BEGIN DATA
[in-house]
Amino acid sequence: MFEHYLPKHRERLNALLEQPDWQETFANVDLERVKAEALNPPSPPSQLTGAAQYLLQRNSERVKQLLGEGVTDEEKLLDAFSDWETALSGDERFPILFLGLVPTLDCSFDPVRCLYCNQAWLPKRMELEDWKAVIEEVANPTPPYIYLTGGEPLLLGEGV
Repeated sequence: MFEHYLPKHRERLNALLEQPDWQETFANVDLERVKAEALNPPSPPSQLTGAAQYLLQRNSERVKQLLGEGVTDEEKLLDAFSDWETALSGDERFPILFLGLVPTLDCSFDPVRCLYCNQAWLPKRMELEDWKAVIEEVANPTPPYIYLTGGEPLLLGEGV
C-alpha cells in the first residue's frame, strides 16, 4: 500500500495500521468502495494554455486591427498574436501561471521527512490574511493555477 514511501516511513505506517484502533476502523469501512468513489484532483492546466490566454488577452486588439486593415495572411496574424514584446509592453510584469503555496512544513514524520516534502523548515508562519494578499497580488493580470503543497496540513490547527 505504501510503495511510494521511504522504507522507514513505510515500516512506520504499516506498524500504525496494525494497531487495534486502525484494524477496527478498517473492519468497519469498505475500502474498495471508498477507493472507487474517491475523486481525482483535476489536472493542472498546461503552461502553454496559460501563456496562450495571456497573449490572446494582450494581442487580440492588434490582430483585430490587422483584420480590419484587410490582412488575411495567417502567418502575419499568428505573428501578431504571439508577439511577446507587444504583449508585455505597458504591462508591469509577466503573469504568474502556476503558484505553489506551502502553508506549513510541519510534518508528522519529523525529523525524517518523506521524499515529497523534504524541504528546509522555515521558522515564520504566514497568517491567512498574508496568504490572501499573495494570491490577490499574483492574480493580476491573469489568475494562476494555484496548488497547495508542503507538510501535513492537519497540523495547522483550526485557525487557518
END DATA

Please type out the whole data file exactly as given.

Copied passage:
[in-house]
Amino acid sequence: MFEHYLPKHRERLNALLEQPDWQETFANVDLERVKAEALNPPSPPSQLTGAAQYLLQRNSERVKQLLGEGVTDEEKLLDAFSDWETALSGDERFPILFLGLVPTLDCSFDPVRCLYCNQAWLPKRMELEDWKAVIEEVANPTPPYIYLTGGEPLLLGEGV
Repeated sequence: MFEHYLPKHRERLNALLEQPDWQETFANVDLERVKAEALNPPSPPSQLTGAAQYLLQRNSERVKQLLGEGVTDEEKLLDAFSDWETALSGDERFPILFLGLVPTLDCSFDPVRCLYCNQAWLPKRMELEDWKAVIEEVANPTPPYIYLTGGEPLLLGEGV
C-alpha cells in the first residue's frame, strides 16, 4: 500500500495500521468502495494554455486591427498574436501561471521527512490574511493555477 514511501516511513505506517484502533476502523469501512468513489484532483492546466490566454488577452486588439486593415495572411496574424514584446509592453510584469503555496512544513514524520516534502523548515508562519494578499497580488493580470503543497496540513490547527 505504501510503495511510494521511504522504507522507514513505510515500516512506520504499516506498524500504525496494525494497531487495534486502525484494524477496527478498517473492519468497519469498505475500502474498495471508498477507493472507487474517491475523486481525482483535476489536472493542472498546461503552461502553454496559460501563456496562450495571456497573449490572446494582450494581442487580440492588434490582430483585430490587422483584420480590419484587410490582412488575411495567417502567418502575419499568428505573428501578431504571439508577439511577446507587444504583449508585455505597458504591462508591469509577466503573469504568474502556476503558484505553489506551502502553508506549513510541519510534518508528522519529523525529523525524517518523506521524499515529497523534504524541504528546509522555515521558522515564520504566514497568517491567512498574508496568504490572501499573495494570491490577490499574483492574480493580476491573469489568475494562476494555484496548488497547495508542503507538510501535513492537519497540523495547522483550526485557525487557518